Category Archives: Sherwood Anderson

Links: Generosity

Gary Shteyngart: “Nobody wants to read a book but everybody wants to write one. Reading requires an act of empathy, really. What you’re doing when you’re reading a book is saying, I’m going to turn off who I am for a little bit, and I’m going to enter the personality of another human being. Reading is a very generous act, but it’s a very helpful act if you really want to understand what another person is like.”

On making a film version of Winesburg, Ohio with a contemporary setting and all-black cast.

D.G. Myers deems Kurt Vonnegut unfit for the Library of America, largely because of his “sentimental moralism.” I read and enjoyed most of Vonnegut’s books in high school but haven’t revisited them—maybe sentimental moralism means more when you’re a kid. Same probably goes for J.D. Salinger. But it’s still hard to for me to dismiss Vonnegut as easily as Myers does, because Vonnegut had such a strong influence on other writers—Rick Moody and Jonathan Safran Foer most prominently. Neither makes my short list of great living American writers, but that’s just me—the point is that Vonnegut still insinuates himself into fiction in ways that, say, Salinger, never does now. Which is at least one justification for including Vonnegut among the country’s “most significant writing.”

Speaking of: In 2006 Vonnegut went on Second Life to do an interview, which was recently unearthed at Mobylives.

Also speaking of: An online repository of academic research on J.D. Salinger.

And, speaking of some more: The Library of America’s own blog on how Willa Cather has been dismissed as too readable and/or too reactionary.

“The death of God therefore, in Melville’s inspiring picture, leads not to a culture overtaken by meaninglessness but to a culture directed by a rich sense for many new possible and incommensurate meanings.”

Levi Asher gathers up some news items as proof of Beat culture’s continuing endurance, including a new John Clellon Holmes biography and a film version of The Electric Kool-Aid Acid Test.

Kyle Minor‘s suggested reading list for a spring fiction workshop would fill a couple of bookshelves and crush the soul of a young MFA student. But it’s an interesting (mostly) anti-canonical longlist of (mostly) contemporary literature. (On a related note, HTMLGiant’s Blake Butler recently answered a few questions of mine about the site for the National Book Critics Circle “Conversations With Literary Websites” series.)

Jonathan Franzen aces a quiz on birds.

Ernest Hemingway‘s life as told through his guns.

Andrew Ervin (whose debut novel, Extraordinary Renditions, I reviewed for the Minneapolis Star-Tribune) talks about working on the book, and why he’s careful about what he reads when he’s writing.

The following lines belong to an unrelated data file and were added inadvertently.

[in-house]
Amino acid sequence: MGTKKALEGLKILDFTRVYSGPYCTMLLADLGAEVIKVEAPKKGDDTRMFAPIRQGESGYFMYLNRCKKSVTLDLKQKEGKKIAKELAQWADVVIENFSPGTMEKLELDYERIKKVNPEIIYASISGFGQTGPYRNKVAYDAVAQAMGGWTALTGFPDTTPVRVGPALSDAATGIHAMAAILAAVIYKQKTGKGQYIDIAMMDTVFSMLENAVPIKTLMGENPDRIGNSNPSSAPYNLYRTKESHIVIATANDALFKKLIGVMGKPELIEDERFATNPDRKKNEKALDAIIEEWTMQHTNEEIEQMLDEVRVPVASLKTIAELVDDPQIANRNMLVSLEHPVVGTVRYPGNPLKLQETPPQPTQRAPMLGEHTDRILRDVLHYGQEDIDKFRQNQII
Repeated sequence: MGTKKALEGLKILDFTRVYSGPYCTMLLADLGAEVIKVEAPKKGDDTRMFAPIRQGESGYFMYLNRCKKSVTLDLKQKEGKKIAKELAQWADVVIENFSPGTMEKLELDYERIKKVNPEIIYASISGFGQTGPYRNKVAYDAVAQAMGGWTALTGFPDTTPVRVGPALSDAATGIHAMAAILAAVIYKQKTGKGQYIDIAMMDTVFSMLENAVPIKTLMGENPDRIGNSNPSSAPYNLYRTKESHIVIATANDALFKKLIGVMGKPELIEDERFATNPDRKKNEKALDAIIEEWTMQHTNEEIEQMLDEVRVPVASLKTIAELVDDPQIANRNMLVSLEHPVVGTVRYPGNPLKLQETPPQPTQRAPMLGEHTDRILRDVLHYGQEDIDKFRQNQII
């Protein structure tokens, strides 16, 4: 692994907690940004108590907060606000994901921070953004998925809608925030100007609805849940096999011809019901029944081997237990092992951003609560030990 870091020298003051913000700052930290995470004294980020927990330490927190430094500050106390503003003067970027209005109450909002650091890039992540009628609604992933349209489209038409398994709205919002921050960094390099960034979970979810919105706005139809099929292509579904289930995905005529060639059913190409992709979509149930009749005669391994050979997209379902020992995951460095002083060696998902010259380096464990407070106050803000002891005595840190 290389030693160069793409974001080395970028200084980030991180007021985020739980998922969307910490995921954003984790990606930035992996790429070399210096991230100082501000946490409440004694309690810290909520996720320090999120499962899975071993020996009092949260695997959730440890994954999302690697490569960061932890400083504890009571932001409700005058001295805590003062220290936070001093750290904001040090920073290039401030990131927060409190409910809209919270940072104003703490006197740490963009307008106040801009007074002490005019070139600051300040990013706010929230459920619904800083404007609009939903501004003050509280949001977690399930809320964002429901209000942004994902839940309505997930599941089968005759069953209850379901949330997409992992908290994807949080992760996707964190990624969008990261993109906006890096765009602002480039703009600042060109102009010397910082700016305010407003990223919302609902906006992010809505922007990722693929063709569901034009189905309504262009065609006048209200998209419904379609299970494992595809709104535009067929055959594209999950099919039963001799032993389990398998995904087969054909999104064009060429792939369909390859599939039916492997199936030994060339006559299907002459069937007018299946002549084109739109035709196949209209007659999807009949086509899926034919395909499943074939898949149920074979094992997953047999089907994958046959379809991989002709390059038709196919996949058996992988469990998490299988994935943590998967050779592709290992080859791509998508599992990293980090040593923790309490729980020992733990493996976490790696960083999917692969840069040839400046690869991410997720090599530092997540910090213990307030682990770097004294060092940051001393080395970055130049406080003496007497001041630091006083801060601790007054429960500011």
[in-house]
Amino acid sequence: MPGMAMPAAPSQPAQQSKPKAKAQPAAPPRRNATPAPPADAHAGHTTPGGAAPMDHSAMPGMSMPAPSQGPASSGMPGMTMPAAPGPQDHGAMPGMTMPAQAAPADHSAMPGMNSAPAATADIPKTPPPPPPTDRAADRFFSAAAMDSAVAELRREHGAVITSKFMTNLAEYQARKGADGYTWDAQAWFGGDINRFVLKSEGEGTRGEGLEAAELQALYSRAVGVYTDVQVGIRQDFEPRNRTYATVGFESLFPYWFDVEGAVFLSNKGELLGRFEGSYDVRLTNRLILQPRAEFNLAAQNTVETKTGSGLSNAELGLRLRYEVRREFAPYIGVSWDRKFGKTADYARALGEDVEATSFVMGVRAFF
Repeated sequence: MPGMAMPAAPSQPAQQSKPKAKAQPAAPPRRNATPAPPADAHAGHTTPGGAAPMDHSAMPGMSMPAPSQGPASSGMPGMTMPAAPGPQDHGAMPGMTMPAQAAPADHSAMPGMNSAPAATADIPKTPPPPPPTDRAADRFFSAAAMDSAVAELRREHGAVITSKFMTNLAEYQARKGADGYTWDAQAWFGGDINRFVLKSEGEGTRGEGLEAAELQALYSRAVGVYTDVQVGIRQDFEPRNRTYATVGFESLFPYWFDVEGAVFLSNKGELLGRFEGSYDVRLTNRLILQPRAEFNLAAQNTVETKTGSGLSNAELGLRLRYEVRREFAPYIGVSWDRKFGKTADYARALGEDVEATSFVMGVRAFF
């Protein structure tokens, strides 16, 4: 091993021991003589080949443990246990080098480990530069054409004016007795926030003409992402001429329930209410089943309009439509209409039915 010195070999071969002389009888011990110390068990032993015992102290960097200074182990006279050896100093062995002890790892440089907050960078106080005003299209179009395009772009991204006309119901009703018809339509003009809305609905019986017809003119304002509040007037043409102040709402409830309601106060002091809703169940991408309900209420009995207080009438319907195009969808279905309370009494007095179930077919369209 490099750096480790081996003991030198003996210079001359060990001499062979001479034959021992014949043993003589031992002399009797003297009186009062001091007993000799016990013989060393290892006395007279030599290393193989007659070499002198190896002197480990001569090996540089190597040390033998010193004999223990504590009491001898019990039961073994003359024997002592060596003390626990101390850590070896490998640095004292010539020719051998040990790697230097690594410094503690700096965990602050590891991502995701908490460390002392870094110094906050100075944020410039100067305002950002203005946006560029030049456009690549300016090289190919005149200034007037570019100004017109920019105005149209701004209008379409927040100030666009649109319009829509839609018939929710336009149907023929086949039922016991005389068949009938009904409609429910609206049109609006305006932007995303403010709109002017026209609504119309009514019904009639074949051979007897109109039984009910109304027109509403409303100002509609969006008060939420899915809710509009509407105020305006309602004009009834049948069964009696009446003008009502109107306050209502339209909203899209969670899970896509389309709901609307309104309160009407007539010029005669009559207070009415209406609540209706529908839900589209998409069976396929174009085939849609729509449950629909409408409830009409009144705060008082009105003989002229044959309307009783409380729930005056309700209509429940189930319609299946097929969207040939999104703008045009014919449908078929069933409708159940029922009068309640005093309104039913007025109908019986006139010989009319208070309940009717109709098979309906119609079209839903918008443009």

Binky Urban and Karl Marlantes get big prizes; Mr. Peanut author Adam Ross gets a smaller one, but at least has a good strategy for spending it.

“Sophie’s Choice”: a useful shorthand for “heartbreaking decision,” which is to say it doesn’t apply to figuring out what to cook over the holidays. (via)

Links: Move it to the Exits

Now it can be told: The inspiration for the “Great Rock and Roll Pauses” chapter in Jennifer Egan‘s A Visit From the Goon Squad (i.e., the PowerPoint chapter) was Semisonic’s “Closing Time.”

Speaking of: Trying to write a novel and raise a kid simultaneously? Jennifer Egan and Darin Strauss are here to help. (Well, in Manhattan to help. For one evening, on September 14.)

Alyson Hagy considers the appealing strangeness of Sherwood Anderson‘s “Paper Pills.” (Winesburg, Ohio was a series of “grotesques,” after all.)

Alice Walker keeps (or at least once kept) a pile of leaves by her writing desk: “She rustles them when she does her writing, because it makes her feel closer to nature as she works.”

When Hawthorne met Melville.

Oscar Hijuelos on inserting himself as a character in his most recent novel, Beautiful Maria of My Soul.

Ron Currie Jr. on reading Infinite Jest: “By the time I’d finished, my copy was a mess of grass clippings, sweat drips, and smears of axle grease and 50:1 gas/oil mix.”

The quintessential Jamesian sentence.

“I think that Shteyngart is part of a whole sweeping movement of young Jewish writers who are bringing a new multicultural picture to American Jewish fiction.”

Ben Fountain remembers the Dallas poet Robert Trammell.

Detailed writing advice from Maxwell Perkins (to be portrayed by Sean Penn on film at some future date) to Ernest Hemingway: “I’m glad you’re going to write some stories. All you have to do is to follow your own judgement, or instinct + disregard what is said, + convey the absolute bottom quality of each person, situation + thing. Isn’t that simple!!